The perks of being curious in horror films

Feature Mark Harrison 26 Oct 2012 - 06:45

Curious characters are a familiar horror staple. Mark explains why such characters are so important to the genre…

If there's a quality for which characters in horror films are seldom rewarded, it's curiosity. Fortitude and practicality are boons to anyone who's dealing with the zombie apocalypse, paranormal activity, or rampaging serial killers, but if there's one thing that's bound to either get you killed, or fail you at a crucial juncture, it's curiosity. 

It's a trait that formed a major part of the early marketing campaign for The Cabin In The Woods, a film that exploded character archetypes and the horror genre, launching a number of teaser posters with taglines that offered snarky advice for horror movie situations. “If an old man warns you not to go there, make fun of him.” “If something is chasing you, split up.” “If you hear a strange sound outside, have sex.”

Of course, it's not like the young heroes of the film itself had curiosity in mind, because their ordeal is largely being orchestrated by greater forces. The taglines speak to specific problems with horror movie characters, especially when they're teen-aged. 

No, they won't ever let a cautionary tale from an old bloke put them off doing exactly what they want to do. No, they don't believe in strength in numbers at the moment of greatest peril. And yes, that curiosity will sometimes desert them, when they decide to ignore something unexplained.

Through genre satires like The Cabin In The Woods and the Scream movies, there's a sense that these traits will always have the audience howling with indignation at the stupidity of the inquisitive heroes and heroines. There's a danger that horror characters can become ciphers in the stories, which have a tendency to repeat over any number of genre films.

What's the alternative though? There was another canny genre spoof, Horror Fiction In Seven Spooky Steps, in the third season of Community, which took aim at slasher movie clichés in the section that was dreamt up by movie geek Abed Nadir. Logically tackling the issue of a psychopath escaping custody during his holiday in the woods, he posits that he would lock the doors, call the police and end up standing back to back with his girlfriend, doing nothing. It's simultaneously a jab at horror genre, and a defence of their entertainment value.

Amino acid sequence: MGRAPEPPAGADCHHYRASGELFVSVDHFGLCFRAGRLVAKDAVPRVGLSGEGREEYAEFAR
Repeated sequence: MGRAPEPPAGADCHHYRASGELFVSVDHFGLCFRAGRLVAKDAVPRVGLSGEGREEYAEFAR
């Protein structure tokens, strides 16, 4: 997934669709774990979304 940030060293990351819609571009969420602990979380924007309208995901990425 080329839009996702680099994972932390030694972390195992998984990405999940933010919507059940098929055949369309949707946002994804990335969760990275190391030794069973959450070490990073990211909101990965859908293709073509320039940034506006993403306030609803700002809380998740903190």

The question is, though, if you're howling because these characters are so stupid, then why do you care so much? It's such a big part of character in any type of film that they sometimes do what they shouldn't. There are bad characters in horror movies, sure, but there are also scripts that are knowing enough to show characters doing what they, as characters, would do in their situation, and not what most of us think they should.

One recent example would be the spookily mounted Sinister, in which a true crime novelist moves his family into a house that proves to be the site on which the previous residents were hung from a tree in the backyard. Things only intensify when he finds snuff films of those murders, and others, up in the attic, but even when supernatural forces intervene, he refuses to leave. He should leave, but his character is driven not only by ambition, but also curiosity about what he's unearthed.

Another, upcoming example – Silent Hill: Revelation is coming to cinemas, six years after Christophe Gans’ Silent Hill. In that case, there was little reason to go and explore the otherworldly town of the title, except for the sleeping disorders of young Sharon (Jodelle Ferland). That road leads to demons, attempted ritual sacrifice and run-ins with Pyramid Head, and all of it was far more interesting than if the protagonists had simply sought help in diagnosing and sorting out Sharon's problems at home. 

As cynical as some people may be about the curious characters in such movies, the plot of Silent Hill: Revelation pulls in Christopher Da Silva (Sean Bean) again too, and he stayed home for the first run around. If you're going to be imperiled in a horror movie, you get there faster by being curious, rather than waiting for the trouble to come to you. 

It's entertaining when Joss Whedon and Wes Craven can find something to critique in horror character tropes, and there are certainly examples in which poor writing has contributed to audience exasperation. But there's no character in any genre of film who can be reviled for showing a little curiosity, and driving the narrative forward.

So, by all means, make fun of old men, split up and wander into eerie abandoned buildings and call out “Hello?”

Without curious characters like you, it would be a far more boring genre.

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